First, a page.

Our year in numbers series will continue to sum up the past year’s highs and lows in 2015 but, before we leave 2014, there’s time to tally up the year’s birthdays and anniversaries.
The young ones
Celebrating a full 365 days in existence this year was CoderDojoGirls, a spin-off of the CoderDojo movement intended to get more girls learning to code. Ahead of the initiative’s first birthday in April, mentors Sarah Doran and Niambh Scullion told Claire O’Connell what they learned in those first 12 months.
“My No 1 piece of advice is to encourage girls to be confident,” said Doran.
“By writing a single word of code they have already kicked the odds! Too many kids will grow up never understanding how websites or apps are created.”
By June, it was almost two years since US space agency NASA’s Curiosity rover landed on the Red Planet, but 687 days on marked its first Martian year and mission accomplished.
The following month, both NASA and the European Space Agency (ESA) had a milestone to celebrate as the international Cassini mission turned 10.
Since entering Saturn’s orbit on 1 July, 2004, the Cassini-Huygens spacecraft has been exploring the planet, its rings and its moons, returning scientific data and some pretty spectacular images back to Earth.
In a 2005 image re-released to mark the 10th anniversary, Saturn’s icy moon Mimas occupies the foreground while the planet’s rings cast shadows in dark streaks across the blue surface in the background.
Image via NASA/JPL/Space Science Institute
Back on Earth, tech services that have quickly become part of our everyday online lives were celebrating birthdays galore.
Facebook notched up its first decade of existence with personalised ‘Look Back’ videos for its massive base of more than 1.2bn monthly active users, highlighting how their lives have been documented on the social network – and perhaps reminding some users of the posts they would rather forget.
Photo-sharing platform Flickr also celebrated its 10th anniversary in February with an infographic charting its key moments from the past decade.
Microblogging site Twitter turned eight years old in March and offered users the ‘gift’ of a First Tweets tool, giving them the chance to reminisce on the tweets that started it all.
In what appeared to be a promotional push to regain lost users, Mozilla’s Firefox web browser celebrated its independence with the release of Firefox 33.1 on 10 November, a decade after Firefox 1.0’s release.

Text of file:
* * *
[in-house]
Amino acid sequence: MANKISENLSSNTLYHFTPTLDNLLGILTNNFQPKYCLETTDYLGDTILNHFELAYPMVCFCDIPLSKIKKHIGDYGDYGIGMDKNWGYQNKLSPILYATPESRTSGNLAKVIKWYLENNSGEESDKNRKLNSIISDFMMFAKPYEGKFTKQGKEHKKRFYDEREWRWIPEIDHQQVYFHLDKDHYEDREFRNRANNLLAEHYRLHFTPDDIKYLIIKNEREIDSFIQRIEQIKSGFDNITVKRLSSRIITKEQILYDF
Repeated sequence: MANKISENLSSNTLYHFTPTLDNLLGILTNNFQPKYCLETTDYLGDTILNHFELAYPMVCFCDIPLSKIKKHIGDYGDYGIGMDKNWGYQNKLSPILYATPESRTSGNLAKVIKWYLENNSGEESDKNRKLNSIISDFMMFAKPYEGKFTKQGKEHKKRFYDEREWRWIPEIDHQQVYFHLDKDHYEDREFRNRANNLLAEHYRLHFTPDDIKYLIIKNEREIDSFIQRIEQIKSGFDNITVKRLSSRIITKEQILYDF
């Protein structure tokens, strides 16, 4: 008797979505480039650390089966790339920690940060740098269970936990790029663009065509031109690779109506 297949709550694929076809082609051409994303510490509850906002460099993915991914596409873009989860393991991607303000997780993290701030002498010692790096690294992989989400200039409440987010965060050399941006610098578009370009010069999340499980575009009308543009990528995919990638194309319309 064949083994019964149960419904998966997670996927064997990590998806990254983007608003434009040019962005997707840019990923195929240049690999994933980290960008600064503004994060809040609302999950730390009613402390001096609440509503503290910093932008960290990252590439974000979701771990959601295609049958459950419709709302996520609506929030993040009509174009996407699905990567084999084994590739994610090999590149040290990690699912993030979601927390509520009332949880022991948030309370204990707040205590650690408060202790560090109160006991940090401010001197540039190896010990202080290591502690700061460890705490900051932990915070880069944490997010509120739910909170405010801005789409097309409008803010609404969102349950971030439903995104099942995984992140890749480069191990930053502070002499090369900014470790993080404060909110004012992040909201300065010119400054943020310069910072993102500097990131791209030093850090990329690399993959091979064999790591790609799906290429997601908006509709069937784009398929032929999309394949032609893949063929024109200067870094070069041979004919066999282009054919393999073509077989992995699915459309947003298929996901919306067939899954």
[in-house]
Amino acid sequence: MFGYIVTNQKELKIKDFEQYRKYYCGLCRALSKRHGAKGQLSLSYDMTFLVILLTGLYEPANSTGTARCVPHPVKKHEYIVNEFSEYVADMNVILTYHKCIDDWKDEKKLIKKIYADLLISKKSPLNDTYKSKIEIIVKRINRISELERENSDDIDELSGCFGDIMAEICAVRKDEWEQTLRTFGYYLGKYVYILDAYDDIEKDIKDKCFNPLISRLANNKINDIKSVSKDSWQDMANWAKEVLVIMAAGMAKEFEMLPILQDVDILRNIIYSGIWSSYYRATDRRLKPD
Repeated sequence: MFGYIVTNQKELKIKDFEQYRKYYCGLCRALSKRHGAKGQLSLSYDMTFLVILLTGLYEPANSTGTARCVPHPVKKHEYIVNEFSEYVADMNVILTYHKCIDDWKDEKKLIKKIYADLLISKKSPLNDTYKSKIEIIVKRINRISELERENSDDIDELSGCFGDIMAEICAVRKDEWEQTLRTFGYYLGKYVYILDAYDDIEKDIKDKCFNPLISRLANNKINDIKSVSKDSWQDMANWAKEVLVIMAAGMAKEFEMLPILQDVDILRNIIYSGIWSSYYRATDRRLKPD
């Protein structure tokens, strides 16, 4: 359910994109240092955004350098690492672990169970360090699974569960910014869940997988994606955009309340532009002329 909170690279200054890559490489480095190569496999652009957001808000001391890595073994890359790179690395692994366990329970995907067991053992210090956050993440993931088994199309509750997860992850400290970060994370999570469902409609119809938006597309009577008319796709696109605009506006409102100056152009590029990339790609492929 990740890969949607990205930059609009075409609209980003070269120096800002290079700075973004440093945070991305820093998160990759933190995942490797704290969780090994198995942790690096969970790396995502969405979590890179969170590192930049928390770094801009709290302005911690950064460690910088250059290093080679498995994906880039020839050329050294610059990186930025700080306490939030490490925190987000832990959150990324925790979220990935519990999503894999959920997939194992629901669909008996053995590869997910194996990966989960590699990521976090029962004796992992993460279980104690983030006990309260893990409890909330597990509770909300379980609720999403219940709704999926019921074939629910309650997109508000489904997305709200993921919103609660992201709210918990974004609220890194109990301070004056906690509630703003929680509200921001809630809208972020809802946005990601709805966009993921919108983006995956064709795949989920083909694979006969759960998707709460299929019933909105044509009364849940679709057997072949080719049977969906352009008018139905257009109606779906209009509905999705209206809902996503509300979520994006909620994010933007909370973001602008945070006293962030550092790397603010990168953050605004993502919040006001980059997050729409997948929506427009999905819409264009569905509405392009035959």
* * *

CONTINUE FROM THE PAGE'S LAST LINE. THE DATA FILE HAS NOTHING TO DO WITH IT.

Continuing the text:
Drawing the year to a close, the massively popular internet role-playing game World of Warcraft turned 10 years old on 23 November and, to celebrate, an hour-long documentary charting the rise and rise of the series was released online.
The roaring twenties
Having first been launched all the way back in 1994, the Sony PlayStation went from being an ambitious newcomer to one of the most dominant gaming devices on the planet, and this year celebrated its 20th anniversary.
Hitting the seasoned 25-year mark this year was the world wide web itself. Its inventor, Tim Berners-Lee, took the quarter-century anniversary as an opportunity to call for a bill of rights to enshrine the rights of users of his creation worldwide.
“Unless we have an open, neutral internet we can rely on without worrying about what’s happening at the back door, we can’t have open government, good democracy, good healthcare, connected communities and diversity of culture,” he told The Guardian in an interview.
“It’s not naive to think we can have that, but it is naive to think we can just sit back and get it.”
The same year that the world wide web was created, Intel set up its first Irish base in a former used-car showroom on the Long Mile Road in Leixlip, Co Kildare. The international chip-maker has invested US$12.5bn in Ireland since 1989 – averaging about US$900m per year.
Age of maturity
Waving good-bye to its twenties this year was Apple’s Macintosh computer, which will conclude its 30th year in January.
In its birthday message, the company said: “In 1984, Apple introduced the world to Macintosh. It was designed to be so easy to use that people could actually use it. And it came with a promise – that the power of technology taken from a few and put in the hands of everyone, could change the world. That promise has been kept.”
The Apple Macintosh 128k, the original Mac computer
Turning the ripe old age of 40 was Ireland’s LGBT switchboard, which originally had to be called Tel-A-Friend when it launched in 1974 because the powers-that-were prohibited the word ‘gay’ being used in the Irish telephone book.
Nowadays, the seven-days-a-week LGBT+ service offers confidential support, signposting and information over the phone and via email.
Also turning 40 this year was the Rubik’s Cube, which received an interactive tribute on the Google homepage, challenging enthusiasts and novices in a whole new way.
But the grandest anniversary marked this year was the 45th anniversary of the Apollo 11 moon landing, prompting the realisation that there hasn’t been a manned mission beyond Earth’s orbit in almost half a century. Meanwhile, NASA’s Orion mission to get astronauts to Mars took the first steps towards rectifying that.
Birthday cupcake image by Ruth Black via Shutterstock
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